Baseball-cap-wearing Michael-Moore-mouthpiece Michael Moore has called for a boycott of Connecticut in reaction to Sen. Joe Lieberman's nightmarish, self-centered manipulation of the national health-care legislation now before Congress. Moore blames the people of Connecticut, who voted Lieberman into office, for the current weakened state of the bill. He states in a recent tweet that "we'll boycott your state" if those of us here in Connecticut don't immediately begin a recall process against Lieberman.
Well, first of all, we don't have a recall provision for a situation like this. But secondly, and far more interestingly, I wonder just what form such a boycott might take. I guess primarily it would mean that Moore himself would refuse to enter Connecticut. I don't think most people here would qualify that as a great loss. I don't think we see much of him, or his spending power, anyway. But then there are the others who constitute the "we" in his threat. Does Michael Moore have a large posse of followers who stand ready to do his bidding? Could there be another Jonestown somewhere in our future? (Well, at least it doesn't look like the carnage would take place in Connecticut.) Or is Moore now speaking on behalf of all the people in America who are unhappy with Sen. Lieberman? This would be a significantly larger group, and it'd represent quite a leap in Moore's already heady sense of self-importance. Of course many of those who are fed up with Lieberman live in Connecticut, which would make it especially hard for them to boycott it.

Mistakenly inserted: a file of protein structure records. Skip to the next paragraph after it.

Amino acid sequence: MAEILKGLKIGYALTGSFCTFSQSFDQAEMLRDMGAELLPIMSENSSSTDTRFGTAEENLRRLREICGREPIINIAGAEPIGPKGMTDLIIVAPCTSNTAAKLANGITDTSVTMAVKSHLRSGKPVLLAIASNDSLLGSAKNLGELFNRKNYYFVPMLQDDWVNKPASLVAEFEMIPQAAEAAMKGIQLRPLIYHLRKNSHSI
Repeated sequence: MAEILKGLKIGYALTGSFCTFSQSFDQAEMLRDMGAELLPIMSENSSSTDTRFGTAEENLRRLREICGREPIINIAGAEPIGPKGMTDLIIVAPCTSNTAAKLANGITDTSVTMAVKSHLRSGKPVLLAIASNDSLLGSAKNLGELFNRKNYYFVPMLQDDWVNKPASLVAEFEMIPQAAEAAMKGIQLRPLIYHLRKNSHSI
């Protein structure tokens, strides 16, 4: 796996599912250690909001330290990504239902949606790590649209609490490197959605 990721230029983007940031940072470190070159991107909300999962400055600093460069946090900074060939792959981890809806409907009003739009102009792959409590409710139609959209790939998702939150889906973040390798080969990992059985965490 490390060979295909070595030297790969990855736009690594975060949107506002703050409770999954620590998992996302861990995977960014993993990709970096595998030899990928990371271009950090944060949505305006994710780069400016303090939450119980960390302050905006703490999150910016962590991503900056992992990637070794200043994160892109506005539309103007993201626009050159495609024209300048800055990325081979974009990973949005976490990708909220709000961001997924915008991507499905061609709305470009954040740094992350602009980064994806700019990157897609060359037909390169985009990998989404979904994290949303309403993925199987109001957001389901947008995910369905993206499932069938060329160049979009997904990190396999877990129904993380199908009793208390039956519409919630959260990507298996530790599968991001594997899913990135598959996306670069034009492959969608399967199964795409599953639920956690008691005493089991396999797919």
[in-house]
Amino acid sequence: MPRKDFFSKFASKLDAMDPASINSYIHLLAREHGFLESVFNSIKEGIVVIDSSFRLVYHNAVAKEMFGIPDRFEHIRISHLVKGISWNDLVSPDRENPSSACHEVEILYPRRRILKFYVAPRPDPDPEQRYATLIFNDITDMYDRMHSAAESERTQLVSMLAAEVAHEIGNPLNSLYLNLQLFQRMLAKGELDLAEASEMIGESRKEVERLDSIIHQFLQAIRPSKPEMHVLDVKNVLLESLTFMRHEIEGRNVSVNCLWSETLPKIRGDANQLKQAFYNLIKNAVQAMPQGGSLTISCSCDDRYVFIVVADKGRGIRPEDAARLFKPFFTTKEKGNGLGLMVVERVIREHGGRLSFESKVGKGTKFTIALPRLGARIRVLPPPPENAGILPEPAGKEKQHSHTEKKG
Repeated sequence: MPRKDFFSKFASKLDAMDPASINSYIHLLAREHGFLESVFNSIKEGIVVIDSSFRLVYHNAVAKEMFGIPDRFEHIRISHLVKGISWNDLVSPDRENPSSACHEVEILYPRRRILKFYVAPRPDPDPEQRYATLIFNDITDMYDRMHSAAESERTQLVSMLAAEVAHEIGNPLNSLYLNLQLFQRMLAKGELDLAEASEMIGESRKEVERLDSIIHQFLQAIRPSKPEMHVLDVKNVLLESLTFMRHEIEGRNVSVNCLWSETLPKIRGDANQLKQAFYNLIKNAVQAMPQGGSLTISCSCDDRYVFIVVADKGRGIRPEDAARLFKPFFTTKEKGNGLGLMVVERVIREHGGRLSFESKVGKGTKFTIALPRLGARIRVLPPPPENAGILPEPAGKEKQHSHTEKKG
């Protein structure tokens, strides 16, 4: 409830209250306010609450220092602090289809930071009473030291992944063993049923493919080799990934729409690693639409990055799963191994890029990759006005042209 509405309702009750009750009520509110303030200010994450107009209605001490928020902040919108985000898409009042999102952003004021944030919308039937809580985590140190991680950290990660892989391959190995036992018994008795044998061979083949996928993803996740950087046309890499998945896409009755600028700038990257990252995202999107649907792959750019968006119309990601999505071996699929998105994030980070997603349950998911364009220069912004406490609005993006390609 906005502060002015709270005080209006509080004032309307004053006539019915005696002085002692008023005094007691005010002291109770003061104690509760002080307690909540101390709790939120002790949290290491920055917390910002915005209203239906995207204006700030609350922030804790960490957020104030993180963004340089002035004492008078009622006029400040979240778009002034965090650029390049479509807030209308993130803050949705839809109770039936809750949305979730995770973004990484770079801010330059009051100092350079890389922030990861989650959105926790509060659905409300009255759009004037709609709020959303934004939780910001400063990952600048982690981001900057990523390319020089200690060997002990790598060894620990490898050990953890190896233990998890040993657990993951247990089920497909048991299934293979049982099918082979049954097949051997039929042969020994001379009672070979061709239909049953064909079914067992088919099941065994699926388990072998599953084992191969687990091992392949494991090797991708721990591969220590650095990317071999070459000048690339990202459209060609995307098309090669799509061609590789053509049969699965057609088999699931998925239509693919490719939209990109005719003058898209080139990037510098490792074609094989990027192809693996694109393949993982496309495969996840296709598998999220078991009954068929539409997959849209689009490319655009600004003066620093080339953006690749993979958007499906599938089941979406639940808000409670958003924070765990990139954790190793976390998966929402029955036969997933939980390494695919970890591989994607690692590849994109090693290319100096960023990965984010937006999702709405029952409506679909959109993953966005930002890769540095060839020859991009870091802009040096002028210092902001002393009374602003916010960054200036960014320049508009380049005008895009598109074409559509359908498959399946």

Finally, practically speaking, how would the boycott work? Moore could order his minions to stop buying Pez and Wiffle balls, I suppose. He could refuse to step aboard an Otis elevator (using the stairs might do him some good). But could he afford to abandon the campuses here (Yale, Wesleyan and others) that serve as incubators for his followers? Could he afford to turn up his nose at the many Connecticut residents from the entertainment world who help fund his adventures?
Like most successful agitators, Michael Moore notoriously sees the world in black and white. He has trouble fixing his jowly gaze upon the likes of a Joe Lieberman, who, unlike stolid Charleton Heston or Roger Smith, changes his coloration from day to day. It's much easier for him to take a shot instead at the entire state of Connecticut, which, I might point out, excepting Lieberman, has elected what is likely the most Michael-Moore-friendly slate of legislators in America.
So bring on the boycott, big guy! Dazzle us with your powers to deny and demean. Maybe we'll put your head on the top of a Pez dispenser.